Five Keys to Receiving Feedback
Decades of experience and training in the field of talent/human resources has provided me with innumerable books, articles and blogs about how to give feedback. I also have opportunities to share those resources with others who are tasked with the responsibility of being the “messenger” of evaluations, disciplinary actions, coaching and feedback sessions.
Fewer resources, it seems, are available on how to handle being on the receiving end of feedback. So have you ever thought about how we can improve our professional and personal relationships by improving the way we receive feedback from others?
Simon Sinek, leadership guru and author of Start With Why, implores us to “crave negative feedback.” I love this, but also know that it is not easy. Not only is it a challenge to ask for negative feedback, it’s even harder to hear it. How can we turn a potentially blood-pressure-raising experience into a step on our journey of becoming better tomorrow than we are today? Here are five ways to receive feedback that can help you pursue your full potential:
- Be Humble: The first step to receiving negative feedback is to humbly accept the fact that you, my friend, are not perfect – and neither am I! When you allow yourself to believe that the other person (boss, spouse, friend, coworker) has nothing to teach you, you immediately close the door on an opportunity to improve. Your defensive ego blocks out any negative evaluation of your behavior, knowledge or skill. The truth is, the least humble people are often the least self-confident. I’m not suggesting that you wallow in a pool of self-deprecation, but remain honest and open about the fact that you may have more to learn. I have a friend and professional colleague who is well into his 70’s and still working (because he wants to!) His catch phrase is “I’m a work in process.” I’ve heard him say it a hundred times, but it’s so true. We are all learning and changing and dealing with the ‘stuff’ life throws at us. Convey to others a sincere desire to hear their feedback about how their experience with you could be better.
- Ask Clarifying Questions: It’s become a rather cliché technique in active listening to repeat back what you have heard. I’m not exactly suggesting that. But ask questions that demonstrate you are listening. Suppose your boss says, “When you arrive late for meetings, it makes you appear less professional than I know you to be.” It might be helpful to say something like, “I sometimes struggle with getting to meetings because a call with a customer runs long and I don’t feel I can just leave. How have you dealt with that issue?” This demonstrates that you hear what is being said and are committed to making changes.
- Keep Emotions in Check: Hearing negative feedback can trigger emotional reactions ranging from anger to disappointment or sorrow. I’ve learned to remind myself when I begin to feel the emotion bubble up to first, breath. Then think. If we put the conversation in a thinking and learning context vs. a personal feelings context, we improve our ability to hear and apply what is being said. Years ago, my husband convinced me to join a co-ed softball team. I am not the athletic type; my husband was the athlete. I was only on the team so they had enough girls to qualify as “co-ed.” When he tried to coach me on how to swing the bat or how to correct my stance, I would be mad. Not just slightly irritated, but mad! When I thought about why, I realized it was because I was embarrassed. I thought I should have known those things. It wasn’t until I made an intentional decision to listen and think about what he was saying that I became a better ball player and contributed (albeit very little) to our team. I certainly had a lot more fun. You have to choose to believe that the person giving you feedback is doing so because they want you and the team to succeed. If you can do that, your emotions won’t block you from hearing the very thing that could improve your effectiveness.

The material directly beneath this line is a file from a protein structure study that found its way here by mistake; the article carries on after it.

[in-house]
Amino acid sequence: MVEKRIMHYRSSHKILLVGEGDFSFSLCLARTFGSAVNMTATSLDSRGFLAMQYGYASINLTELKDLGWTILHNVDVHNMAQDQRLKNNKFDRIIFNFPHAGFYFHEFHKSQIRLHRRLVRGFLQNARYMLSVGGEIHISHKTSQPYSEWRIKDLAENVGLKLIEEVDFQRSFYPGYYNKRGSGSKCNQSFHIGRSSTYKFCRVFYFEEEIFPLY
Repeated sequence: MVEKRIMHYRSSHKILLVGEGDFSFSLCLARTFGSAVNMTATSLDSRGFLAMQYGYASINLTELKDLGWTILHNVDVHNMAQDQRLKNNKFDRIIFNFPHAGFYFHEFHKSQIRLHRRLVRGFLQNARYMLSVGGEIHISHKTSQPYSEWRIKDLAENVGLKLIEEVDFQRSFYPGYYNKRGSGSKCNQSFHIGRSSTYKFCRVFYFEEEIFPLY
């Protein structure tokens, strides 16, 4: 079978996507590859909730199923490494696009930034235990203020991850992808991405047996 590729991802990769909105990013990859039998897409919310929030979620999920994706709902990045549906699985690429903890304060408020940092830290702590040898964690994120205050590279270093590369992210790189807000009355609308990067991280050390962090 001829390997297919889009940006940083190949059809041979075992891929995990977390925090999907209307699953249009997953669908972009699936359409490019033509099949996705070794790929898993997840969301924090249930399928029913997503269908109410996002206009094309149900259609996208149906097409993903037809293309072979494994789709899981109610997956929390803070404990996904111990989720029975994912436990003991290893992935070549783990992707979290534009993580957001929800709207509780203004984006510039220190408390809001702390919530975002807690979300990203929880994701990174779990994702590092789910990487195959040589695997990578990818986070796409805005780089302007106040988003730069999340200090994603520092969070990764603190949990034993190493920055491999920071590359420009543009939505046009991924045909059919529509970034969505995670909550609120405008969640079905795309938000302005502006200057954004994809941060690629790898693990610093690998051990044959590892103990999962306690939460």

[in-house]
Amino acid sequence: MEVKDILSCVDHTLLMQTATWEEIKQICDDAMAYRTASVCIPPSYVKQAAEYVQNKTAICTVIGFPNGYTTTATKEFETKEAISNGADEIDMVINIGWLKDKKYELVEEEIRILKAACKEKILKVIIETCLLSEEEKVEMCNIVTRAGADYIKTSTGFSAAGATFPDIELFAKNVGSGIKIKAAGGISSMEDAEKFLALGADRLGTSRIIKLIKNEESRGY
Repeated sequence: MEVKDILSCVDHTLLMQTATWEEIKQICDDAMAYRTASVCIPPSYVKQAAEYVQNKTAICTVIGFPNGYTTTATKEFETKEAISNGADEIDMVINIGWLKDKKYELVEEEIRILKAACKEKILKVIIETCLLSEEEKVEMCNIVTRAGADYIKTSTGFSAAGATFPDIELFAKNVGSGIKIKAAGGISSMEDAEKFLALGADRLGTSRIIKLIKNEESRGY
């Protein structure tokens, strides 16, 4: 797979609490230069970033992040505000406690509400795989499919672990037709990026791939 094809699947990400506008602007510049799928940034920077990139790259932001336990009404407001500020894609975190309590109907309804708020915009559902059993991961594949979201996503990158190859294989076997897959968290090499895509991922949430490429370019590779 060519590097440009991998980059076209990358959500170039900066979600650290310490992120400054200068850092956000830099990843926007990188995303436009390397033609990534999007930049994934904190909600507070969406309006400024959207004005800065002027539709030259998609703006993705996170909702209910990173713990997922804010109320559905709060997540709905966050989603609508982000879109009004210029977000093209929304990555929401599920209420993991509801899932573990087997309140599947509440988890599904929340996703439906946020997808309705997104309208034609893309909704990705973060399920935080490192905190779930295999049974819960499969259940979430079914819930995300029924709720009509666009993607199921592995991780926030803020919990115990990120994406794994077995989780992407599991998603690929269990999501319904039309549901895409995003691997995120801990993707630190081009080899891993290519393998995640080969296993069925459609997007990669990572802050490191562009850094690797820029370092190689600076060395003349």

- Avoid Extremes: This goes hand-in-hand with keeping your emotions in check; reacting in extreme ways is not helpful. I remember a performance-feedback session in which I expressed to an employee that it was inappropriate for him to say certain offensive words (violation of harassment policies) to his coworker. His reaction was, “Fine, I just won’t talk to anyone anymore.” Another time I told an employee that it was a problem that she had fallen asleep during three of our last five team meetings. She said, “Then I guess I should just decline afternoon meetings.” These seem like ridiculous examples, but they are true stories. This type of response does nothing for your career. Be reasonable, rational and respectful in your reactions.
- Don’t Compare Yourself to Others: One of the most common feedback deflection techniques I’ve seen is the “what about so-and-so” method. You know this one. Feedback: “You could improve your opportunities here by arriving to work consistently on time.” Response: “Well, Joe is always late and he never gets in trouble.” This response demonstrates that you’re more interested in avoiding accountability than you are in improving yourself. We’re not talking about the other person; we are talking about you. And the great news is that you are the one who gets to decide to step up. It’s your opportunity to succeed.
Ultimately, the best thing you can do when receiving feedback is to make the effort to change. If the feedback you have received is true and could improve your opportunities for success, what have you got to lose by trying? If you care about the job, the relationship, the opportunities in the future, it’s in your best interest to address the issue. It’s not about giving up control, it’s about taking control of those things you can change to become a better partner in your relationships at work and at home.